Common management practices don’t work – and here’s why
Much of today’s people-management practices originate from the “machine view” of organisations, where top-down compliance and efficiency was the dominant approach. This worked well enough when workers were largely uneducated, change was slow and this hierarchical style fitted within top-down social norms.
However, over time it has become appreciated that organisations perform better when employees are seen as contributing more than simply physical labour on command. And as initiative, innovation and discretional effort are now recognised as core competitive advantages, it is not sufficient to simply have workers comply – they need to be engaged.
A common problem for many organisations is getting the balance between social and performance needs wrong – they simply do not understand or practice good organisational and management habits. In trying to achieve a bit of both they actually achieve neither, with a large but largely detrimental social system that dominates performance concerns, or a de-humanised push for social enjoyment that becomes an exclusive domain that can isolate those not in the “clique” – this is commonly excused by claims of poor cultural fit for those excluded, a cover for narrow thinking and poor management..
Organisations that are typically less performance oriented, such as charities, education and government, revert to the normal human pattern of being a social system first and a productive system second. However, because those social systems form organically in line with the personalities and power of the people involved, the social system tends to be complex, fractured and focused on things other than organisational goals. Commonly, because the organisation doesn’t communicate well, dominating discourse and allowing people to lack feelings of purpose, value and importance, the many diverse micro-cultures can come together with the organisation as the common enemy, leading to increased unrest and lower productivity – this is only too obvious in government and other bureaucracies.
Employee militancy is a key indicator of this problem, as is pursuit of better rewards for less effort – typical signs of poor engagement.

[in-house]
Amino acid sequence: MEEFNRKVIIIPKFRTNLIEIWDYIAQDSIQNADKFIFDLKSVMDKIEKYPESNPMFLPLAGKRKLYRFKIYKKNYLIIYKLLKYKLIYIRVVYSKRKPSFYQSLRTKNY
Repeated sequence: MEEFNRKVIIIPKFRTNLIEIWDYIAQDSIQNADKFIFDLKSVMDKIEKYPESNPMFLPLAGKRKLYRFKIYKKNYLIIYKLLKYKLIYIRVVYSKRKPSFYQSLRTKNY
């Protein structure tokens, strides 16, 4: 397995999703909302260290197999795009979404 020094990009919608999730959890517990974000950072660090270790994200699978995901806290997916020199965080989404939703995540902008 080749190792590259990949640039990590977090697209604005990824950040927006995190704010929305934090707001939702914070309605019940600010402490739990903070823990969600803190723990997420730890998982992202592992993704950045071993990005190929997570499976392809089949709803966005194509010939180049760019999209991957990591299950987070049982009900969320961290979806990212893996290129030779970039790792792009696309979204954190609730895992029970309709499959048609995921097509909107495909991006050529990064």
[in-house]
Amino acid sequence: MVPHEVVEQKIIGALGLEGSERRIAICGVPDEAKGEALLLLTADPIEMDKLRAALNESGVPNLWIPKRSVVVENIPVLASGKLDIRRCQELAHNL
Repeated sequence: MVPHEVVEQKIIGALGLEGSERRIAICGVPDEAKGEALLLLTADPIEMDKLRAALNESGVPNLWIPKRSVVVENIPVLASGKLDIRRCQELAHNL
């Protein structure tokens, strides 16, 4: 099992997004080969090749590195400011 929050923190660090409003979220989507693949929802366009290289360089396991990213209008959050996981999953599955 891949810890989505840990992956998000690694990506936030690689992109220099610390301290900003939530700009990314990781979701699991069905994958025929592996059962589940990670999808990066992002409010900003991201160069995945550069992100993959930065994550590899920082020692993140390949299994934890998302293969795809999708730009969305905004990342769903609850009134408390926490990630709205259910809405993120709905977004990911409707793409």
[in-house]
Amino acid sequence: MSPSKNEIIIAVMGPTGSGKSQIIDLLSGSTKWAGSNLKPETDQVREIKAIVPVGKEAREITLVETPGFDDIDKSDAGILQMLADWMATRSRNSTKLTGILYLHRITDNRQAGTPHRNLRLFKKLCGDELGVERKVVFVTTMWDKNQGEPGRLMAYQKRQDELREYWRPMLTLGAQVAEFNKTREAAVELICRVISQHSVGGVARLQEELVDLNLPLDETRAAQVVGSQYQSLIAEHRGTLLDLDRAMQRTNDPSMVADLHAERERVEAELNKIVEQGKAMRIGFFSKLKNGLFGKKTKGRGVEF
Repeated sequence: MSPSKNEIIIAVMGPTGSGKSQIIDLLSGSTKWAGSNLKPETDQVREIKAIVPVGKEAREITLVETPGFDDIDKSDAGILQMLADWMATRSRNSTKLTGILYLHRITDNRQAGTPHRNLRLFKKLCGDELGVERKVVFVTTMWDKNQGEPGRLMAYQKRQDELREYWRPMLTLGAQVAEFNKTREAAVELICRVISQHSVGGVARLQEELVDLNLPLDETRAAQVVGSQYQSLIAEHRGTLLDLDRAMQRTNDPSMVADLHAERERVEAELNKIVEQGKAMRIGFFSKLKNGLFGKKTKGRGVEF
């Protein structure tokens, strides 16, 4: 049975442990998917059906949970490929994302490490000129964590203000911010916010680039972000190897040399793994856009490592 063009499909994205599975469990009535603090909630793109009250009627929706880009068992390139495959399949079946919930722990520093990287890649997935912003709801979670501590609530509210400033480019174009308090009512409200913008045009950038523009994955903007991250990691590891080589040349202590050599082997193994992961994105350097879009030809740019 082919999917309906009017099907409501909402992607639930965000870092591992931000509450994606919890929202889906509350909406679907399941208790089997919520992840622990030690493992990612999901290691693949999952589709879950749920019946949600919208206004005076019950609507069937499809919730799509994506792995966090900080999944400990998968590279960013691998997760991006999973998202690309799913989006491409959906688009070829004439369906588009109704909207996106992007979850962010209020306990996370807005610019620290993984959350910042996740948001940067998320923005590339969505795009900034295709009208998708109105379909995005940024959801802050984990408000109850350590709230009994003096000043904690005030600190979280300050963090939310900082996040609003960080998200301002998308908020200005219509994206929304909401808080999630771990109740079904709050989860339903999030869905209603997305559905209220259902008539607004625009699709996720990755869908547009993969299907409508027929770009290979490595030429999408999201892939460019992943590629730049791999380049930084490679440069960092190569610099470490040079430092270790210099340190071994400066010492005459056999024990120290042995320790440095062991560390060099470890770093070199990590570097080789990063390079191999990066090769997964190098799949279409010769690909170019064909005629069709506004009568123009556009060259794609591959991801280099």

As businesses and individuals, there is always a choice between productive capacity and social needs – but social needs always find a way to the top because we humans are first and foremost social beings – it’s in our DNA to be social – it is not in our DNA to make more widgets. Consider:
In socially-based organisations productive capacity is often severely compromised – often to the extent that there is no cultural capacity and management willingness to improve, or even implement, performance standards or accountability.
In (theoretically) performance-based organisations social needs are often ignored or only attended to on a superficial level – creating the disengagement that haunts the productivity shortfalls of those same organisations.
Yet it is also true that from time to time organisations can achieve supremely well in satisfying the needs of maximising productive capacity and social satisfaction – and there are some factors that come up consistently in those cases:
Inspiration or connection to purpose
Matching personal and organisational values
Social desirability, acceptance and approval
Feeling that personal achievements matter and are appreciated
Survival or social betterment
Project-likeness (ie there is a reason, a start, a finish and a worthwhile outcome)
So the ideal way to produce great performance is likely to be around meaningful project-based work and fulfilment of social needs – which bears no likeness to the concept of normal management practices including memos, tedious meetings and annual reviews.
A naturally better way